The 800cc powerplant outputs 113 PS of power and 83 Nm of torque which gives it stellar performance when you open the throttle. For starters, first gear is good enough for 144 km/hr and that’s largely due to the wider powerband which starts from 3000 RPM to 9000 RPM. Redline comes in at around 12,000 RPM and power delivery is linear but there is a slight buzz on the seat at full pelt near the rev limit. The bike has decent low-end with good mid-range punch but it’s really the top-end where it truly excels. In fact once past 5000 RPM, the real madness begins and the Z800 accelerates to escape velocity speeds with such ferocity it can leave you stunned. The sound which the engine generates is truly charismatic and resembles to a jet fighter like other Kawasaki motorcycles. The fuelling is perfect too as most often seen on Kawasaki bikes. What do you expect from a bike which just needs third gear to whizz past 200 km/hr?
With that kind of power on tap, the Kawasaki Z800 is always ready to fly and instantly gets going for a slight twist of the wrist. The ride-by-wire throttle gives it good throttle response but there is a brief lag between no and go. 0 to gale force 100 is achieved in 3.5 seconds. Keep going and you will hit a top speed in excess of 230 km/hr. The best part about the Kawasaki Z800 is that it doesn’t have any sort of traction control, so no matter what the road conditions are, when you open full throttle, you get full power, not retrained access to all those 113 Japanese samurais. In-gear acceleration is stupendous too and you don’t have to downshift to make quick overtaking moves. The 6-speed gearbox is smooth and works in sync with the slipper clutch to enable aggressive downshifts.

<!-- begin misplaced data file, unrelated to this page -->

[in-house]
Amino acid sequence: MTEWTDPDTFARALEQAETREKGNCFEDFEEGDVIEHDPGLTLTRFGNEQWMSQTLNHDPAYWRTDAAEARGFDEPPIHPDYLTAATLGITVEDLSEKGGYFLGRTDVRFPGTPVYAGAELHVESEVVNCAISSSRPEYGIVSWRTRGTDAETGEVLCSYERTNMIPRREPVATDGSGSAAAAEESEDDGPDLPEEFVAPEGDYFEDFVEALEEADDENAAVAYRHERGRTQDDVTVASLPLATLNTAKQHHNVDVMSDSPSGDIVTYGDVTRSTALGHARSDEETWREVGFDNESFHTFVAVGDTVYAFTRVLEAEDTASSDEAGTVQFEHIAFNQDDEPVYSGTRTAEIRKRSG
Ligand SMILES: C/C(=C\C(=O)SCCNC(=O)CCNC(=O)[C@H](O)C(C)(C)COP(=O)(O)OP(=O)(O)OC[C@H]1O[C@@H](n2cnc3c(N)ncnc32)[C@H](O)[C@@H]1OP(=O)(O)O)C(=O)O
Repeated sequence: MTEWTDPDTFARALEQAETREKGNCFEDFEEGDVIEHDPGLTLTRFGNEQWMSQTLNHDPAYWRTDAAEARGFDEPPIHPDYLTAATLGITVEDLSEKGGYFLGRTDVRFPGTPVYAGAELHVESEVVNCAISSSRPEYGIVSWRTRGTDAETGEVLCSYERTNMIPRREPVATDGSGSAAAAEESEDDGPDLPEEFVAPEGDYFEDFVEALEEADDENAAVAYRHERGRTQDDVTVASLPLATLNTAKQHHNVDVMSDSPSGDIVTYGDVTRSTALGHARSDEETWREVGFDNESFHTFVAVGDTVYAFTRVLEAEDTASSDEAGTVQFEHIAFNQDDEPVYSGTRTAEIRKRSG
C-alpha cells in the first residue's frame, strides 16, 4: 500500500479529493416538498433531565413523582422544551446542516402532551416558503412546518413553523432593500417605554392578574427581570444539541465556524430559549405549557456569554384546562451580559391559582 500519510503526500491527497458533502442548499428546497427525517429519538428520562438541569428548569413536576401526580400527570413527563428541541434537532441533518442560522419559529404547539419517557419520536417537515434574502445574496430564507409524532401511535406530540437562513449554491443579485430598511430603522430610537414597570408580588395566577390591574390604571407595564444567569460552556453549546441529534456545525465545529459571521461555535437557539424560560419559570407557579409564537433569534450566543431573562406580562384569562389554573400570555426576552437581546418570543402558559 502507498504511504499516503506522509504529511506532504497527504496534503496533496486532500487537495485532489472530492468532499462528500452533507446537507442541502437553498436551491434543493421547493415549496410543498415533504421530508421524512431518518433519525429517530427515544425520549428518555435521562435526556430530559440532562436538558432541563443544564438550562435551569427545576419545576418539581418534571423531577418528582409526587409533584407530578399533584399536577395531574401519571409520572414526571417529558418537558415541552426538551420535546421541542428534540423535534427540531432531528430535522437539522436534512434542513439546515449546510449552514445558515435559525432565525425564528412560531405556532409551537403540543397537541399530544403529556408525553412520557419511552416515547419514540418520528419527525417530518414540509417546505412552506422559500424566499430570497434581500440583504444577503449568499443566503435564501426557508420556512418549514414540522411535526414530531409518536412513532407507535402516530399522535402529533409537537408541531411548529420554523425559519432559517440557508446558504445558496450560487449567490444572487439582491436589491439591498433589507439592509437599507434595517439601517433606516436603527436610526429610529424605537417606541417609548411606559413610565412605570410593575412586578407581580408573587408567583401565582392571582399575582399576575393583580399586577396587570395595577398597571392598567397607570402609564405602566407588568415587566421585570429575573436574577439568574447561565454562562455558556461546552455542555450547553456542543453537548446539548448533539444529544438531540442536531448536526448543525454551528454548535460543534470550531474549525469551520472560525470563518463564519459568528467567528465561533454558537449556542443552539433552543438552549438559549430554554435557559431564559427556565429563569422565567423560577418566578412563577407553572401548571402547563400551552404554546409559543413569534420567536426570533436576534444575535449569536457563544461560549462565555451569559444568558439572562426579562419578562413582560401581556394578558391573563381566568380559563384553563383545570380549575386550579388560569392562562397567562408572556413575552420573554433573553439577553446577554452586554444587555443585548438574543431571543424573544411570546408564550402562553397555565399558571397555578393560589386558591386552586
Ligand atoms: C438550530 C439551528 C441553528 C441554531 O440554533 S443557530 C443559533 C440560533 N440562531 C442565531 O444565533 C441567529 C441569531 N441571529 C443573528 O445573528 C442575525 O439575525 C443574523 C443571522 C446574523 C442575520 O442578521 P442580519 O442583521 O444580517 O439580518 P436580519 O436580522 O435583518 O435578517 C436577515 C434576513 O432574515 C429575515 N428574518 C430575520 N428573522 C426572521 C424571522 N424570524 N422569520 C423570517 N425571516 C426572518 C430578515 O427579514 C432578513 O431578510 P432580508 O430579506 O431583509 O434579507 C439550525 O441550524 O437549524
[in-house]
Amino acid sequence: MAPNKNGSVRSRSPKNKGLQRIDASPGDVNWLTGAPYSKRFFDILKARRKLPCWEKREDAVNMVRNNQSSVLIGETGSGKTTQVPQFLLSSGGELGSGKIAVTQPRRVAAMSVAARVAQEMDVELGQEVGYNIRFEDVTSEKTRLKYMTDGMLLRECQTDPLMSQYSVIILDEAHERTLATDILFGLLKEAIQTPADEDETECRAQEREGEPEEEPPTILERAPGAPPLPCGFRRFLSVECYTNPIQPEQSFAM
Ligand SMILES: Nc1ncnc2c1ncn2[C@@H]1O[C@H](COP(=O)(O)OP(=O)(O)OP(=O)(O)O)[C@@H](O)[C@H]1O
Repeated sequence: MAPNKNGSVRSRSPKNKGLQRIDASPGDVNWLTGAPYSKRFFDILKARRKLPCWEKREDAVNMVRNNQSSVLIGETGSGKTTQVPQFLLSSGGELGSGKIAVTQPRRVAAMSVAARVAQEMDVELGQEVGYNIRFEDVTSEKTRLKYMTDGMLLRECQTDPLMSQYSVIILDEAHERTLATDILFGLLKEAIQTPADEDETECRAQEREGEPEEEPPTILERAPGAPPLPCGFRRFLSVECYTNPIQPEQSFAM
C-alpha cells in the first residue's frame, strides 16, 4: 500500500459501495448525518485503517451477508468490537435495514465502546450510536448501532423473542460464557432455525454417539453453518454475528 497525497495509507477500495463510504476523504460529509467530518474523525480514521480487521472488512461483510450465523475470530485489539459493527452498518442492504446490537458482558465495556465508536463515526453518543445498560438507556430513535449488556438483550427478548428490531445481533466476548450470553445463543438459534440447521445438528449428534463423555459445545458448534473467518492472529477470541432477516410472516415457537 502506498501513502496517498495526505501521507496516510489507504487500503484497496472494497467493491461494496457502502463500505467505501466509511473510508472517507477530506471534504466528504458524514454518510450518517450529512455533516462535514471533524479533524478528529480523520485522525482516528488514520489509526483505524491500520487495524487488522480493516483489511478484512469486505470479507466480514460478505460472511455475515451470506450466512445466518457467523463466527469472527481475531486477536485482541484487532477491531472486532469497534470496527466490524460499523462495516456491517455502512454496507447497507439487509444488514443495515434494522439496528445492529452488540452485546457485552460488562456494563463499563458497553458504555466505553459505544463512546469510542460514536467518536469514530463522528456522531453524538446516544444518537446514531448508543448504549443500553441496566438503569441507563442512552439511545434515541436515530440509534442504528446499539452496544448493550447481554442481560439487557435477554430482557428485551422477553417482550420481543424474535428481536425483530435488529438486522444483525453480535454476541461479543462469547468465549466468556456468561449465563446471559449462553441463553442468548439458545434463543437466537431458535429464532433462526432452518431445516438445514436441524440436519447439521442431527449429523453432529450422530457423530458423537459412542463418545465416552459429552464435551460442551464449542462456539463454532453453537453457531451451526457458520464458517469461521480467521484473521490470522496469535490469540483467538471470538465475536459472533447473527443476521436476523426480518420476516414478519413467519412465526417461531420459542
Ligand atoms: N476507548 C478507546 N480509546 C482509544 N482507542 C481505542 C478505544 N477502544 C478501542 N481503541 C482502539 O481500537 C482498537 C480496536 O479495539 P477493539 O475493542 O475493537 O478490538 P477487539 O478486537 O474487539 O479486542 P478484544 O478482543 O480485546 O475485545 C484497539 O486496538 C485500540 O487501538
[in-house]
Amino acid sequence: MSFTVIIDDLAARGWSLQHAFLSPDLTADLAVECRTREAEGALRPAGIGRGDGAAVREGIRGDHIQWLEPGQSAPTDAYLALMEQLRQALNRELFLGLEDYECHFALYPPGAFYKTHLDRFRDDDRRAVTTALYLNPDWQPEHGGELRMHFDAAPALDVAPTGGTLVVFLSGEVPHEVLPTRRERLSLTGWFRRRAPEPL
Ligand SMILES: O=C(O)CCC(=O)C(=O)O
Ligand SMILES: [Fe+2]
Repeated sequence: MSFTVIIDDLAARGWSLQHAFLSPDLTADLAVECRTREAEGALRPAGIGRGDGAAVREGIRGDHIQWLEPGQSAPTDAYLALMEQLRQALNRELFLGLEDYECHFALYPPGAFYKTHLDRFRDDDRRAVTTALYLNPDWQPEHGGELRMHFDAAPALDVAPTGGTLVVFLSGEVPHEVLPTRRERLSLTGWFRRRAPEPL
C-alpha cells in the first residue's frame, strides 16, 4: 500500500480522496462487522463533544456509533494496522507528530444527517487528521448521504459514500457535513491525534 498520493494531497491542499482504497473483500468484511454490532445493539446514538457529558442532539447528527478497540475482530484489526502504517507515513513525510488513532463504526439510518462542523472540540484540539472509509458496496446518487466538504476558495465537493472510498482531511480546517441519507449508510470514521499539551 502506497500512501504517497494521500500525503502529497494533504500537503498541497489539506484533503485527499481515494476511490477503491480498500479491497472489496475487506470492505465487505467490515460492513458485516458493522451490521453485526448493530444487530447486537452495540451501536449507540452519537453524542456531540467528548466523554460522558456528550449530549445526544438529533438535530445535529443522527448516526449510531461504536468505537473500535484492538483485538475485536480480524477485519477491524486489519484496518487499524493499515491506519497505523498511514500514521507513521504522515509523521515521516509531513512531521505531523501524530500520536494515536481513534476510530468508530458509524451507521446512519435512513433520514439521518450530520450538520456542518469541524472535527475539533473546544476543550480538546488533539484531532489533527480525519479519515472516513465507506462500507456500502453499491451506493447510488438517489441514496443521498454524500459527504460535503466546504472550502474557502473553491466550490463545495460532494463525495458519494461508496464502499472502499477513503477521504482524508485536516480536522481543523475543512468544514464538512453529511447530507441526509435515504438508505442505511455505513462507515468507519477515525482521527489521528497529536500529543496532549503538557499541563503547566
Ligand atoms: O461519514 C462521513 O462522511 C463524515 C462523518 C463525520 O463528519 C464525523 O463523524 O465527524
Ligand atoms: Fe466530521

Riding Dynamics – The Kawasaki Z800 is a heavy bike, tipping the scale at a hefty 229 kgs (its key rival the Triumph Street Triple weighs only 183 kgs). The Z800’s predecessor was a heavy bike but Kawasaki has increased the weight by another 6 kgs. However in spite of the added weight, the Japanese giant has managed to get a good balance of ride and handling. The steering is heavy at low speed but the handlebar makes everything easy, as always. When it comes to lock to lock, the ratio is immensely low which makes it cumbersome to ride the Z800 in the city and while taking U-turns. The Z800 is heavy at parking speeds, more so when you want to move backwards specially due to slightly rear biased weight distribution. Braking performance is excellent and the sharp initial bite will catch you off guard at first because we don’t expect strong initial bite from bigger, powerful bikes. The Z800 stops very quickly and ABS is standard, which is much appreciated as globally the bike is also offered sans ABS. High time Kawasaki makes ABS standard on all its bikes in India.